The Borders Railway is set to smash its first-year passenger target after carrying more than 500,000 passengers in just four-and-a-half months.
This total is 20 per cent ahead of forecast, with 537,327 journeys made on the Edinburgh-Tweedbank line between its opening on 6 September and 23 January compared with the 450,000 expected.
A total of 1.3 million trips are forecast in the first year, with monthly figures predicted to increase over the summer.
Campaigners said they had predicted such growth and renewed their calls for the 35-mile line to be extended south to Hawick and Carlisle.
READ MORE: 126,000 in a month for Borders Railway
The biggest ticket sales were from Tweedbank and Galashiels at the southern end of the line, confounding claims that most passengers would come from stations nearer Edinburgh such as Gorebridge.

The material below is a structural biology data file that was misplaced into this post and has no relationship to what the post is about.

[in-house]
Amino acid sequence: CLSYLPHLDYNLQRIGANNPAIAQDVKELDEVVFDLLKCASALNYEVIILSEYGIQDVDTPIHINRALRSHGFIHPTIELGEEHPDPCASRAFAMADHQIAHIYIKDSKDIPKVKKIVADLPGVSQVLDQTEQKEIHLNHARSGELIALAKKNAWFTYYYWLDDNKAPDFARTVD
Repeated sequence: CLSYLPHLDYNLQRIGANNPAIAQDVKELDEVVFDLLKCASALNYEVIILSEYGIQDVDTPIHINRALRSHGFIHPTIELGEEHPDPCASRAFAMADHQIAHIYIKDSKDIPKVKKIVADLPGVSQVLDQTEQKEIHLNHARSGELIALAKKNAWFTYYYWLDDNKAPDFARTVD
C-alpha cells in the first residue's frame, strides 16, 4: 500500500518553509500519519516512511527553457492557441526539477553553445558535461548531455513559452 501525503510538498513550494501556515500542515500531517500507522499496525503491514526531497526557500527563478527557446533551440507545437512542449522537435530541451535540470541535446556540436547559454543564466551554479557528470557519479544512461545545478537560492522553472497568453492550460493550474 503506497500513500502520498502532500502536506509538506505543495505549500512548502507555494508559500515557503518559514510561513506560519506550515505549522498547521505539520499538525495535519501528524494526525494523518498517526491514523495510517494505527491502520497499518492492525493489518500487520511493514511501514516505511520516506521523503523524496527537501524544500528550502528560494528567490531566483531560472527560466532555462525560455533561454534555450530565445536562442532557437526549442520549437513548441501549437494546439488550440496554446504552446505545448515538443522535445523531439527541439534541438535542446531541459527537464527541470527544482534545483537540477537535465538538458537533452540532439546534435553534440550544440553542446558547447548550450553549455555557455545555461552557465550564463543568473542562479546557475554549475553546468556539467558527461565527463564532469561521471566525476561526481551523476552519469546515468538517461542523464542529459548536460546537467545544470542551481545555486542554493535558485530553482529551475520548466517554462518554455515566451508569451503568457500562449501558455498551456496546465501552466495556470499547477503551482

Rail consultant and author David Spaven said the high sales “made a mockery” of official forecasting which had led to the line being scaled back.
The ScotRail Alliance, which includes track owner Network Rail, said punctuality was improving and overcrowding easing having plagued the line following its launch.
A spokesman said 92.7 per cent of trains were now arriving within five minutes of schedule, against 85 per cent in November. In addition, 35.5 per cent of services arrived at Tweedbank “on time” – within one minute of schedule – in the four weeks to 9 January, compared to 32.7 per cent in November.
Campaign for Borders Rail chairman Allan McLean said: “Some people thought it would take years for passenger numbers on the Borders Railway to reach this level.
“Those of us who believed the railway would be an immediate success [with] passengers have been proved right.
“It’s time to extend the tracks beyond Tweedbank and bring direct economic benefits to even more communities.”
ScotRail Alliance managing director Phil Verster said: “Every opportunity to extend the railway to Hawick and Carlisle must be evaluated and could hold very exciting possibilities for us. Scottish heritage: for stories on Scotland’s people, places and past >>